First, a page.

Miranda: Yeah. It was making sure that I’m choosing a career path in life that makes me feel proud, and that I really enjoy doing. Also being kinder to my body and not doing reckless things that might injure it again or break another leg or arm.
Liam: What’s been the biggest challenge you’ve addressed in your life? If it’s in the past, how did you overcome it? And if it’s something ongoing, how are you dealing with it today?
And another challenge, if you don’t mind me throwing a second one in there…
Liam: Please do. Please do.
Miranda: …is just managing others. When you’re working on a web project, and again, I’ll go back to clients or coworkers requesting things that maybe they think they need, but they don’t really need, it’s not going to solve their problem, and trying to communicate that to them and make them also understand. That’s one of my challenges because I don’t feel like I can always do that.
And when I see that happening, it’s very frustrating because I’m frustrated, yes, with them for not understanding me, but also with myself for not being able to communicate it to a way that they are understanding it. And then I have that fear of, “Okay, well, I hope we don’t go down this path and go too far or we create this project that wasn’t really needed, and it just wastes everyone’s time and nobody’s happy, and then they asked like, “Why did this happen?” “I don’t know.”
Liam: That’s making me think of those old silent movies, where someone’s on the train line, and the other person is gesticulating trying to get the attention of somebody to say, “No, no, stop, this isn’t going to go well.” I can totally see you in a meeting saying, “Oh, this is not going to end well. You don’t need that functionality. We can go a simpler route or another route. Or we already built something that’s 90% of the way there and just a sense of frustration and futility almost I imagine of that.” So yeah, I get that.
Miranda: Yeah. And it’s just I don’t have that other person, that other coworker who’s a developer to say, “Hey, what do you think about this code? Do you think this is optimized? Do you think this is efficient? Is there a way I could do it better?” That kind of thing.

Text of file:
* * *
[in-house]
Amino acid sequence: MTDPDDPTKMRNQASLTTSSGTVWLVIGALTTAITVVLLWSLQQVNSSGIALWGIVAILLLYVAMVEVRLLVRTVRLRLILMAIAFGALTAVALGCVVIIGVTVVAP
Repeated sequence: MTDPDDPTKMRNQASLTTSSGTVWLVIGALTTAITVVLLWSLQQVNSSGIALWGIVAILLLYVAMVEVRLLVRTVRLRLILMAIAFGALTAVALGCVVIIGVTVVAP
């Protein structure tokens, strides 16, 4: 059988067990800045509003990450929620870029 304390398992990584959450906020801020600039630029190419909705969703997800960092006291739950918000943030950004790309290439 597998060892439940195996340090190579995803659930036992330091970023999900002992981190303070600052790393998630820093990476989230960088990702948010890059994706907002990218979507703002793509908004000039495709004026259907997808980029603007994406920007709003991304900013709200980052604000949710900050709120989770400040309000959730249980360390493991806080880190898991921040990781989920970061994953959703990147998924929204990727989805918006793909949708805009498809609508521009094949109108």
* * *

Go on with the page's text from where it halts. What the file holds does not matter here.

Liam: Yeah, that’s tricky.
Tara: How do you process that? Because you have your meetups, your connections to other people, how do you deal with that imposter syndrome?
Miranda: So I have two brothers. They’re younger, taller, both great. And the youngest, his name is Adam, he’s also a web developer. He helps me out a lot. We have these web conversations, and I tell him how I feel, and basically, like, I don’t think I’m where I’m at, or I don’t know enough. I don’t know what you know. He tells me like, “You’re doing fine.” There’s someone who told me I have that syndrome, and he said, “You can understand code, but you can explain it yet to others, so you think you’re not a developer.” He’s like, “But you are. I have that too. We’re fine.” He’s been great for that to help me deal with it.
And then just talking to other web developers. I know they have those similar thoughts. They go through the same thing. And when you share that and get it out loud, and you hear them talk about it, and that’s like, reassuring to yourself, “Okay, it’s fine. You’re doing well. So long as you’re still trying to learn you’re fine.”
Liam: Your brother sounds like he’s a good resource and a good brother to you.
Miranda: Oh, yeah, he’s great.
Tara: Miranda, can you share with us some advice that you’ve received and implemented in your life?
Miranda: Yeah. I would say some advice that I have gotten was from Wes Bos. I listened to his podcast called Syntax. One day he brought up, “Hey, if you want to learn something, learn it more, you should try teaching it as teaching to others helps you to actually learn and become more intimate with that knowledge.” And he’s right. When I lead the WordPress meetup for CMB2, that’s why I chose that because, yes, I can read, you know, the coding going on in PHP and understand what’s happening, but I only know so much, and I would like to know more. So you know what? I’m going to lead a talk about it and try to tell others about it and go through a little demo. I think Wes was definitely right. I feel more confident and explain CMB2. And I would love to do another presentation on that.
Tara: That’s great. That’s really good advice. I think that’s definitely true, and I’m glad to hear your first experience doing that was successful. Did you get some feedback from people at that talk? Do you think that they followed your talk and learned something new?
Miranda: Perhaps. I would say actually, my brother came to that as well and maybe asked the most questions and…